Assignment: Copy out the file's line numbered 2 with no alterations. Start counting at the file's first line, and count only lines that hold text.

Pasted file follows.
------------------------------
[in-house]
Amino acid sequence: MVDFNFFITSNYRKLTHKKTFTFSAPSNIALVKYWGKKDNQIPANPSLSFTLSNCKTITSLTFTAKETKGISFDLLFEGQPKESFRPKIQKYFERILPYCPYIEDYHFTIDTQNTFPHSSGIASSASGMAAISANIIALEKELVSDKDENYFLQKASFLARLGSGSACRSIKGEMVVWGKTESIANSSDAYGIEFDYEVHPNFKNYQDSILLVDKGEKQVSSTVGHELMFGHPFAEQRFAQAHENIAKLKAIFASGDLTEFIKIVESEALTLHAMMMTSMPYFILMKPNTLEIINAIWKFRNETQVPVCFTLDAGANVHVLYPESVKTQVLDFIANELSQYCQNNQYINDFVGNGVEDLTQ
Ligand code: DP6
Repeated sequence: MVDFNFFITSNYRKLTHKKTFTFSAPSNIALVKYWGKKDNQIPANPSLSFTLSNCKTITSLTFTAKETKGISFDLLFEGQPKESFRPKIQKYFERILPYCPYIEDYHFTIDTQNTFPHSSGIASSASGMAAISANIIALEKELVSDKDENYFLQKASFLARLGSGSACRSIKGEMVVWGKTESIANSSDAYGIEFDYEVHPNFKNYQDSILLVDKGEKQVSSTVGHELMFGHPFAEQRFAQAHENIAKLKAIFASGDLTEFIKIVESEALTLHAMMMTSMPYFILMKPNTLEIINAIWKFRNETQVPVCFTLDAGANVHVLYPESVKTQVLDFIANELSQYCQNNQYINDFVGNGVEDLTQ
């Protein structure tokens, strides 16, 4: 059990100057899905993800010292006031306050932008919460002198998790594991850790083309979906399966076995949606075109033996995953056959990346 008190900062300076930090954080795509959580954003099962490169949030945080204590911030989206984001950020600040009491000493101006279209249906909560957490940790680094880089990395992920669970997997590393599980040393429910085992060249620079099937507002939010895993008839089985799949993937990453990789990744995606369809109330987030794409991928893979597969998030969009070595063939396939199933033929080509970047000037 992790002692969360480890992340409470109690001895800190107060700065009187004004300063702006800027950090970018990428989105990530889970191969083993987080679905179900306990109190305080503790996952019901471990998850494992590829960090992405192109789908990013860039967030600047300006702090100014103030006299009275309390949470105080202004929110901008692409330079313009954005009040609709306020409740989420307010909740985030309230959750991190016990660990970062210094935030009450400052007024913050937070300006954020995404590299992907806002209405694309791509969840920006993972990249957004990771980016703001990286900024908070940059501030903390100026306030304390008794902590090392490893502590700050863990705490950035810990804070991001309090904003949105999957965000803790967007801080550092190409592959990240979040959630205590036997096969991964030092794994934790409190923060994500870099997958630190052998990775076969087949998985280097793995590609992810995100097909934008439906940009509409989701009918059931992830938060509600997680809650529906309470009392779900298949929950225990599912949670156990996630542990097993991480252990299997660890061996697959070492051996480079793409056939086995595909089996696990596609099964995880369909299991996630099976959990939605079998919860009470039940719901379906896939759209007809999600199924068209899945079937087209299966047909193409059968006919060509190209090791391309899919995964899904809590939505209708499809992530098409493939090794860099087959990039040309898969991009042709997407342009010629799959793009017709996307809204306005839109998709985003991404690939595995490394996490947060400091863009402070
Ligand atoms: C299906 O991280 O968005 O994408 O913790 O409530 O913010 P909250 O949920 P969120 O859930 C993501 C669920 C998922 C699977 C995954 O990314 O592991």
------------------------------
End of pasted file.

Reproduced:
Amino acid sequence: MVDFNFFITSNYRKLTHKKTFTFSAPSNIALVKYWGKKDNQIPANPSLSFTLSNCKTITSLTFTAKETKGISFDLLFEGQPKESFRPKIQKYFERILPYCPYIEDYHFTIDTQNTFPHSSGIASSASGMAAISANIIALEKELVSDKDENYFLQKASFLARLGSGSACRSIKGEMVVWGKTESIANSSDAYGIEFDYEVHPNFKNYQDSILLVDKGEKQVSSTVGHELMFGHPFAEQRFAQAHENIAKLKAIFASGDLTEFIKIVESEALTLHAMMMTSMPYFILMKPNTLEIINAIWKFRNETQVPVCFTLDAGANVHVLYPESVKTQVLDFIANELSQYCQNNQYINDFVGNGVEDLTQ